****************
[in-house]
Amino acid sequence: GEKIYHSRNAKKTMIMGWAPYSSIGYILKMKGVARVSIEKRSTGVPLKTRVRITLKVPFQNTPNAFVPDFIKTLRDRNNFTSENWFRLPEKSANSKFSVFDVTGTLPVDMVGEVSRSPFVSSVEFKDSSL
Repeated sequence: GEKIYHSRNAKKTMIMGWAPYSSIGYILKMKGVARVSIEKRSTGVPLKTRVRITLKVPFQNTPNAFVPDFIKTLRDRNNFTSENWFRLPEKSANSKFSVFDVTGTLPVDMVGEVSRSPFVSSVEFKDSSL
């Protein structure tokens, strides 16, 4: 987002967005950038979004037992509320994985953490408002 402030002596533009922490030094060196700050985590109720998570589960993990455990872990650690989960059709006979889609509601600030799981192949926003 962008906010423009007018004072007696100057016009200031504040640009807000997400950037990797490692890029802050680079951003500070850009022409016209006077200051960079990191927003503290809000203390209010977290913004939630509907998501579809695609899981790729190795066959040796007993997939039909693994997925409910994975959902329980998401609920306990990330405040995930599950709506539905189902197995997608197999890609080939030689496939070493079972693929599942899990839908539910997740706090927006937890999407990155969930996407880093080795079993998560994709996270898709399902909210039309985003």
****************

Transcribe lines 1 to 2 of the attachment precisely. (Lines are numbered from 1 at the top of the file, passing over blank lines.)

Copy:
[in-house]
Amino acid sequence: GEKIYHSRNAKKTMIMGWAPYSSIGYILKMKGVARVSIEKRSTGVPLKTRVRITLKVPFQNTPNAFVPDFIKTLRDRNNFTSENWFRLPEKSANSKFSVFDVTGTLPVDMVGEVSRSPFVSSVEFKDSSL